A resident from Livingston found out that toys can comfort animals at the shelters. After this discovery, she decided to work with former students from her elementary school and create numerous toys or animals living at the Livingston Animal Center and the Mt. Pleasant Animal Shelter.

Carolina Lopez, a senior at Livingston High School, discovered that toys can mentally stimulate shelter animals and even help them relax in their environment.

After she received the Girls Scouts Gold Award, she researched solutions to this particular problem as part of her Gold Award Take Action Project. She also came up with a plan to raise awareness for improving the life of animal shelters, increasing adoption rates, and promoting community service among children.

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Lopez taught students at the Collins Elementary School how to make braided fetch toys for dogs and pompom cat toys. Since then, they have been distributed at two different shelters. She also made instructional sheets for the Mt. Pleasant Animal Shelter in order for others to learn how to create these toys.

But, her main goal is to inspire the next generation to take part in volunteer organizations. After research, Lopez found out that early involvement in volunteer organizations can make young people continue helping the community as adults.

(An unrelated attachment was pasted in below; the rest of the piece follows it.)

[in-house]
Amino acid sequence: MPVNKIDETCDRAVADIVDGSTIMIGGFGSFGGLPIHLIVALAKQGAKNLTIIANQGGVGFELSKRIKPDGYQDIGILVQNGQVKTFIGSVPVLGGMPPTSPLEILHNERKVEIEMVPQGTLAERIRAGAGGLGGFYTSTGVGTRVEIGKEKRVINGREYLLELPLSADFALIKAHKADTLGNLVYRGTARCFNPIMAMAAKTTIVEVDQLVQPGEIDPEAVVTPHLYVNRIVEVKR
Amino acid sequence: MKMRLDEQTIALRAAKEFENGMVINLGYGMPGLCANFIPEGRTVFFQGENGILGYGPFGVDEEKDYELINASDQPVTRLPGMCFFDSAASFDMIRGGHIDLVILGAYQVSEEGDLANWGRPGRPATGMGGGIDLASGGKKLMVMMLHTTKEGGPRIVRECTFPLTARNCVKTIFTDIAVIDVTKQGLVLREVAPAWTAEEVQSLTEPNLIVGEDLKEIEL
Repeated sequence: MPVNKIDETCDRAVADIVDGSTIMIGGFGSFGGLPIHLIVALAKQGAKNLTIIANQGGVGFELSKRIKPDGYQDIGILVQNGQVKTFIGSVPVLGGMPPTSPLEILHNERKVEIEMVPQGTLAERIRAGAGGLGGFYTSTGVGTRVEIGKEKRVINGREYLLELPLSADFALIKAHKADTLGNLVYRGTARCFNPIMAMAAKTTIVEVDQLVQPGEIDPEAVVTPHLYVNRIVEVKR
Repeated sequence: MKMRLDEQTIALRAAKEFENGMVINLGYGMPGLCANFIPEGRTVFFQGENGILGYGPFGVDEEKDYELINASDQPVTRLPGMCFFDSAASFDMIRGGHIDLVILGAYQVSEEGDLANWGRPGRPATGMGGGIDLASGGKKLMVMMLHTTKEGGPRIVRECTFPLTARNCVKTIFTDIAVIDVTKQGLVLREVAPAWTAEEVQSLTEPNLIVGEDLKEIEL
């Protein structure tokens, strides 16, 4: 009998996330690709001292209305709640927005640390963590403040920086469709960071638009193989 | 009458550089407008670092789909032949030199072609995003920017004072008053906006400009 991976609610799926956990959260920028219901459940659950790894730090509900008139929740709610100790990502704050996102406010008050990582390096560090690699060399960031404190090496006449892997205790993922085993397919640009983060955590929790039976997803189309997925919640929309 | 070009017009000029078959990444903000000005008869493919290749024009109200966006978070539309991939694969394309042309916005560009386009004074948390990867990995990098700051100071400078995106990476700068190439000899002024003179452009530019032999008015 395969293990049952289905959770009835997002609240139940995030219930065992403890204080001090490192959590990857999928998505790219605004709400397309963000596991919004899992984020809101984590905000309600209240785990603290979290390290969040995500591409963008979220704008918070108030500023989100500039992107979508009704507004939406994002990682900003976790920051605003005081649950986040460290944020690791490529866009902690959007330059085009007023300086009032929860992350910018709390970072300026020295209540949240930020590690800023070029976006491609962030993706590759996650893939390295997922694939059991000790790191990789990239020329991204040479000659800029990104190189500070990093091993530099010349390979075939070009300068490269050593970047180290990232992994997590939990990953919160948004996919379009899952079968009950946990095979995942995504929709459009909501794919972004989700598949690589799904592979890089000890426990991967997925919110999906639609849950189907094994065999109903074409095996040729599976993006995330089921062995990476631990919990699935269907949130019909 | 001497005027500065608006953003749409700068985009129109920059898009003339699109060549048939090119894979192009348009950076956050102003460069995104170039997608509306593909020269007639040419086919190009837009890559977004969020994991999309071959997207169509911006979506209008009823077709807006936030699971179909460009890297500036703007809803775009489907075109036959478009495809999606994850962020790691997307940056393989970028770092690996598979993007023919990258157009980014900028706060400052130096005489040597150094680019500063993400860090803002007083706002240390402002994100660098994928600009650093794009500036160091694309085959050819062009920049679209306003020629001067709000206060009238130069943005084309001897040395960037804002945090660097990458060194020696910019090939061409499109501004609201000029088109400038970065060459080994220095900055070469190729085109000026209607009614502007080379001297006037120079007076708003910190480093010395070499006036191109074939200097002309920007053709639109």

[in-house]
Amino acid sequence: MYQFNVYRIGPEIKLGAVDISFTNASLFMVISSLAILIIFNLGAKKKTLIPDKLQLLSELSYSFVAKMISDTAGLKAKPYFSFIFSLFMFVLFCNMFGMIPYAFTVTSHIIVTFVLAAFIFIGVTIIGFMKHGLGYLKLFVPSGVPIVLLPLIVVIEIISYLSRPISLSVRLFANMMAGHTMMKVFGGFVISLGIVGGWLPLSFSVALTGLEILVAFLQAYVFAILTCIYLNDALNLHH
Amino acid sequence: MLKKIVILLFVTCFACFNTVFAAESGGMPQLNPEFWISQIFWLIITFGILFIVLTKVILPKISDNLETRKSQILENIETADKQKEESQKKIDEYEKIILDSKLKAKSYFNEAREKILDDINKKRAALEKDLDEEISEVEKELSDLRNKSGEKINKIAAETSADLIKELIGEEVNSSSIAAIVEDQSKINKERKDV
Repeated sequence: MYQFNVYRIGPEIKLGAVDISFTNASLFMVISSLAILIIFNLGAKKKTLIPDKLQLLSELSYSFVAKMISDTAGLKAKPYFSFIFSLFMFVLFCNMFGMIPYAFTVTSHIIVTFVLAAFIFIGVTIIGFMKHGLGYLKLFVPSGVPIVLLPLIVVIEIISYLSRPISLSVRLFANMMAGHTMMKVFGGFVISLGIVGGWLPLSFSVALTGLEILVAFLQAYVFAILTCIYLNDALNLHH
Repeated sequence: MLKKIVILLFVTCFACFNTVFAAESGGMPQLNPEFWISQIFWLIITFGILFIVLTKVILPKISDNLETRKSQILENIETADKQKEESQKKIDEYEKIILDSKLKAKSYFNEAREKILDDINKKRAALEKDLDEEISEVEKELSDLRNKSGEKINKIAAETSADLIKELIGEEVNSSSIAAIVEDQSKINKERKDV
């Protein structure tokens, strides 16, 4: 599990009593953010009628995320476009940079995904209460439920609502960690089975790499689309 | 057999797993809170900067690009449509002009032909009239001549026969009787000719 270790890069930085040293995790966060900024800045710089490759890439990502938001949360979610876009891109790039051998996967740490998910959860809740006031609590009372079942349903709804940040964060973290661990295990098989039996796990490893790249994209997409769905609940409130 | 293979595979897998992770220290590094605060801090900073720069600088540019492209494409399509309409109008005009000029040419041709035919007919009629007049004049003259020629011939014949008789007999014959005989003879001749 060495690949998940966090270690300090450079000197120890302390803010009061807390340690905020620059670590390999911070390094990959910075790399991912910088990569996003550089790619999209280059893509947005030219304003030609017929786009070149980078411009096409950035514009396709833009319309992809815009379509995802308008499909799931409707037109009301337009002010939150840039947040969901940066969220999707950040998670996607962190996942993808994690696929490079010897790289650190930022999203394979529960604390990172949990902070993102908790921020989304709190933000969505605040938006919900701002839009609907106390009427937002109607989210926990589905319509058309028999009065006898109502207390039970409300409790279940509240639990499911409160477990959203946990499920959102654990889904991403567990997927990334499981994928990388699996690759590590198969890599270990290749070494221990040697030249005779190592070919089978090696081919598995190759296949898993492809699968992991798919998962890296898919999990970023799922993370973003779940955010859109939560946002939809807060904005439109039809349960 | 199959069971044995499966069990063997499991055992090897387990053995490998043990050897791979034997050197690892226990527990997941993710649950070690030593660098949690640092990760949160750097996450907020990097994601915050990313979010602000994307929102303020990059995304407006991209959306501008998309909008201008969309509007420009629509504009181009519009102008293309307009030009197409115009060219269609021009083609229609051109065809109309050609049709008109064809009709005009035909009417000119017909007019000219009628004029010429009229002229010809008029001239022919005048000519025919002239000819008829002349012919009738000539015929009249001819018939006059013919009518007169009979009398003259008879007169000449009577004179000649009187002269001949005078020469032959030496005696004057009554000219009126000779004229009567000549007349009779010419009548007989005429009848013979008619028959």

Natasha Hemmings, who is the CEO of the Girl Scouts Heart of New Jersey, is praising Lopez’s Gold Award project. She said it was a fun project that will help shelter animals and educate younger generations about the rewarding benefits of helping their community at the same time.

Hemmings also noted that Lopez used the skills she’s learned by being a Girl Scout and perfectly applied them to make the world a better place to live.

Lopez has been a member of GSHNJ Troop 32030 for the past 12 years. She described the Girl Scout Leadership Experience as a  place where girls can learn new skills, lessons, and strengths.

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